Post Date: September 30, 2013
GAINESVILLE, FLA. – FAMM (Families Against Mandatory Minimums) Florida Project Director Greg Newburn today applauded a bill aimed in part at correcting the unintended consequences of Florida’s “10-20-Life” gun sentencing law. HB 89, filed by Representative Neil Combee (R, Polk City), is designed to restore the rights of Floridians to protect the “Defense of Life, Home, and Property.” Representative Katie Edwards (D, Sunrise) is the bill’s prime co-sponsor.
“Representative Combee has shown true leadership in advocating a common sense reform that will restore some sanity to our sentencing laws,” Newburn said. He added that, “The Castle Doctrine and Stand Your Ground show Florida’s commitment to standing with victims. Reforming 10-20-Life is the next step in affirming that commitment.”
Citing the cases of Marissa Alexander, Orville Lee Wollard, Ronald Thompson and several other cases where defendants fired “warning shots” but were given 20-year mandatory minimum sentences, Newburn claims the law is being used in ways far removed from what the authors of the law originally intended. “10-20-Life was intended to apply to criminals who commit clear crimes. No one anticipated it would be used against people defending themselves and their families,” Newburn said.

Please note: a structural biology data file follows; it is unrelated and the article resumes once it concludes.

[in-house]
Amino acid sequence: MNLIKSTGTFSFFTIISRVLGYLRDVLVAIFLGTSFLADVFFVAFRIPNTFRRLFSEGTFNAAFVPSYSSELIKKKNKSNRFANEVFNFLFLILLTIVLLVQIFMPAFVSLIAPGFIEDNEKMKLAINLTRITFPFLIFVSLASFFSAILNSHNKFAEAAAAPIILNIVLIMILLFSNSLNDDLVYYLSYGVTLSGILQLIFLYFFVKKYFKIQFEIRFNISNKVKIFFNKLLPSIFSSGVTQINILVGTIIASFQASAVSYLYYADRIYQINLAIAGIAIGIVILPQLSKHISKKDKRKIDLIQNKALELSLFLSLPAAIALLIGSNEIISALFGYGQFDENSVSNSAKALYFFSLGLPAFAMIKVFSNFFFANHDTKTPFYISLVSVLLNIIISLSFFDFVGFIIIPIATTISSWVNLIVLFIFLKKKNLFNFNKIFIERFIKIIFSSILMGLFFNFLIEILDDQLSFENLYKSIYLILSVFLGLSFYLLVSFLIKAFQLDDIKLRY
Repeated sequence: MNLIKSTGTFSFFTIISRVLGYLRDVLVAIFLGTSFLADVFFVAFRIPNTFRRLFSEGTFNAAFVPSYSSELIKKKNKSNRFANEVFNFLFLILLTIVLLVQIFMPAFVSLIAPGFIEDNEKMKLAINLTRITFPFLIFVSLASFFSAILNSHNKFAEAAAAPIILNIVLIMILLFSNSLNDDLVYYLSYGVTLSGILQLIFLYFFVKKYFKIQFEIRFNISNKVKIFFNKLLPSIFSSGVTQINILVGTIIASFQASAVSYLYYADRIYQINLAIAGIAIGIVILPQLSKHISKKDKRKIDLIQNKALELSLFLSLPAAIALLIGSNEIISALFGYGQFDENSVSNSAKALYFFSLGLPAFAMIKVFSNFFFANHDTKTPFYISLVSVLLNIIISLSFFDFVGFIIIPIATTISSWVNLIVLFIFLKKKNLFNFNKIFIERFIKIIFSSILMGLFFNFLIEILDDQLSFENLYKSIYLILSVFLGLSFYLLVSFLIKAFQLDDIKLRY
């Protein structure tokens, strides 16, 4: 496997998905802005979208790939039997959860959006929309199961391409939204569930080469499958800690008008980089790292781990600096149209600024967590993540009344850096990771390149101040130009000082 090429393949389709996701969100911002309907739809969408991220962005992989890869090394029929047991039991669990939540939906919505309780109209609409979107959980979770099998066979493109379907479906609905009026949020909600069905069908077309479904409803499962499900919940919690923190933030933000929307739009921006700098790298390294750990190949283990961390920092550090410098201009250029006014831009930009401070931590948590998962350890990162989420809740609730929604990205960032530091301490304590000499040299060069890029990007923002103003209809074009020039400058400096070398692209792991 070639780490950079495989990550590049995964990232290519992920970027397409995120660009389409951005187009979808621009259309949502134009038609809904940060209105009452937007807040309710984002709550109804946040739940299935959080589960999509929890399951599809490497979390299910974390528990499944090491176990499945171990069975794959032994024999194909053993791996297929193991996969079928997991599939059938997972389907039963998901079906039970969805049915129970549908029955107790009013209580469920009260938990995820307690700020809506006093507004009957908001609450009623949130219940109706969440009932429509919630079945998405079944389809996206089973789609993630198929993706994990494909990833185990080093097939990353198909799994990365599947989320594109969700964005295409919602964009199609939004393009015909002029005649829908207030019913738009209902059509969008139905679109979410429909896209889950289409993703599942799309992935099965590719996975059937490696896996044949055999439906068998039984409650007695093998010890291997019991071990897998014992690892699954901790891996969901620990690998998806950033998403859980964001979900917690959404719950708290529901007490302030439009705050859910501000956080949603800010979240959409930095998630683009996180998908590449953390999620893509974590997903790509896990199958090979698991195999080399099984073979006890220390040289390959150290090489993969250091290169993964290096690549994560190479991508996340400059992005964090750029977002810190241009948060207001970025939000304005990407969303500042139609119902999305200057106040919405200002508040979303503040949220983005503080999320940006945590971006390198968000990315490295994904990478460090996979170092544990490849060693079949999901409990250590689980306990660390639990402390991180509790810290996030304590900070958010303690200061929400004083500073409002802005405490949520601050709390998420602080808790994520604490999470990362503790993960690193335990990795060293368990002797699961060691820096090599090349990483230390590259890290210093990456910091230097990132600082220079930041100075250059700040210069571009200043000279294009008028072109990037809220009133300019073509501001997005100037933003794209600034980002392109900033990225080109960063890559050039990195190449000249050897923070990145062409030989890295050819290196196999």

The 10-20-Life reform in HB 89 was one of the recommendations made by Governor Scott’s “Task Force on Citizen Safety and Protection.” According to Newburn, “The Task Force included prosecuting attorneys, chiefs of police, and Sheriffs, and not a single member objected to the recommendation to reform 10-20-Life. Everyone agreed that this reform makes sense.”
Newburn argues that gun sentencing reform is more important now than ever. He added that, “People have just a few seconds to decide whether they want to be the victim of a violent attack, or whether they want to defend themselves. Law-abiding citizens should not face two decades behind bars because a State Attorney disagrees with their decision not to be a victim.”